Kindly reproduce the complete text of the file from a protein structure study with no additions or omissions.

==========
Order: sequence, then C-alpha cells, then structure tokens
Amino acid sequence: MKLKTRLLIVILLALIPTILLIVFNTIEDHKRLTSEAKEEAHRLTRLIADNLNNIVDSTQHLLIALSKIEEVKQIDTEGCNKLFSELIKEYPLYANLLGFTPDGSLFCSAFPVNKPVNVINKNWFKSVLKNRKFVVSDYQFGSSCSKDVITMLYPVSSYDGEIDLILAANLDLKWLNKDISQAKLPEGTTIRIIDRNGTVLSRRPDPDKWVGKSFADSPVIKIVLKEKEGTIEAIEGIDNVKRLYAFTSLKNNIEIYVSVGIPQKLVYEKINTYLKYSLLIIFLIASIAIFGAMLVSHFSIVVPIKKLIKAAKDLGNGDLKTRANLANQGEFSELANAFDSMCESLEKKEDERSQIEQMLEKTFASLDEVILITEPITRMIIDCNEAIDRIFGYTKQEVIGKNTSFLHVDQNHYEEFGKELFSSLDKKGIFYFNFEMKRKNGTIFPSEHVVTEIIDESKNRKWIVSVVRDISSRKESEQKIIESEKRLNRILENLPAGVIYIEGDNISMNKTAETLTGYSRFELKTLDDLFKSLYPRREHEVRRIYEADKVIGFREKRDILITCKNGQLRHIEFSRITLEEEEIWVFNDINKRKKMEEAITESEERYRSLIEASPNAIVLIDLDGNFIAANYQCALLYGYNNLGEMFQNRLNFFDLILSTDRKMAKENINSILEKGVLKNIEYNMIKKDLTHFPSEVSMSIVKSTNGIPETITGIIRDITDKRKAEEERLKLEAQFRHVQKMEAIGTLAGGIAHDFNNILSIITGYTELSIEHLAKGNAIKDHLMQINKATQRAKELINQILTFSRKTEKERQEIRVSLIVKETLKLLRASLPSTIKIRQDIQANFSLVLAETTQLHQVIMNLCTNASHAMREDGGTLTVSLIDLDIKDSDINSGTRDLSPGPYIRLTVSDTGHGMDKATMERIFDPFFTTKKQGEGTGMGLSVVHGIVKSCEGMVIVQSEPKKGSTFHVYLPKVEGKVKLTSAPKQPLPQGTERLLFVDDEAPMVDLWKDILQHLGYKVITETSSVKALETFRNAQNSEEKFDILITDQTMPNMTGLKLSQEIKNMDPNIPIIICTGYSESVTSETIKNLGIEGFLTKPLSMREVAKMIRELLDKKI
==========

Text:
Order: sequence, then C-alpha cells, then structure tokens
Amino acid sequence: MKLKTRLLIVILLALIPTILLIVFNTIEDHKRLTSEAKEEAHRLTRLIADNLNNIVDSTQHLLIALSKIEEVKQIDTEGCNKLFSELIKEYPLYANLLGFTPDGSLFCSAFPVNKPVNVINKNWFKSVLKNRKFVVSDYQFGSSCSKDVITMLYPVSSYDGEIDLILAANLDLKWLNKDISQAKLPEGTTIRIIDRNGTVLSRRPDPDKWVGKSFADSPVIKIVLKEKEGTIEAIEGIDNVKRLYAFTSLKNNIEIYVSVGIPQKLVYEKINTYLKYSLLIIFLIASIAIFGAMLVSHFSIVVPIKKLIKAAKDLGNGDLKTRANLANQGEFSELANAFDSMCESLEKKEDERSQIEQMLEKTFASLDEVILITEPITRMIIDCNEAIDRIFGYTKQEVIGKNTSFLHVDQNHYEEFGKELFSSLDKKGIFYFNFEMKRKNGTIFPSEHVVTEIIDESKNRKWIVSVVRDISSRKESEQKIIESEKRLNRILENLPAGVIYIEGDNISMNKTAETLTGYSRFELKTLDDLFKSLYPRREHEVRRIYEADKVIGFREKRDILITCKNGQLRHIEFSRITLEEEEIWVFNDINKRKKMEEAITESEERYRSLIEASPNAIVLIDLDGNFIAANYQCALLYGYNNLGEMFQNRLNFFDLILSTDRKMAKENINSILEKGVLKNIEYNMIKKDLTHFPSEVSMSIVKSTNGIPETITGIIRDITDKRKAEEERLKLEAQFRHVQKMEAIGTLAGGIAHDFNNILSIITGYTELSIEHLAKGNAIKDHLMQINKATQRAKELINQILTFSRKTEKERQEIRVSLIVKETLKLLRASLPSTIKIRQDIQANFSLVLAETTQLHQVIMNLCTNASHAMREDGGTLTVSLIDLDIKDSDINSGTRDLSPGPYIRLTVSDTGHGMDKATMERIFDPFFTTKKQGEGTGMGLSVVHGIVKSCEGMVIVQSEPKKGSTFHVYLPKVEGKVKLTSAPKQPLPQGTERLLFVDDEAPMVDLWKDILQHLGYKVITETSSVKALETFRNAQNSEEKFDILITDQTMPNMTGLKLSQEIKNMDPNIPIIICTGYSESVTSETIKNLGIEGFLTKPLSMREVAKMIRELLDKKI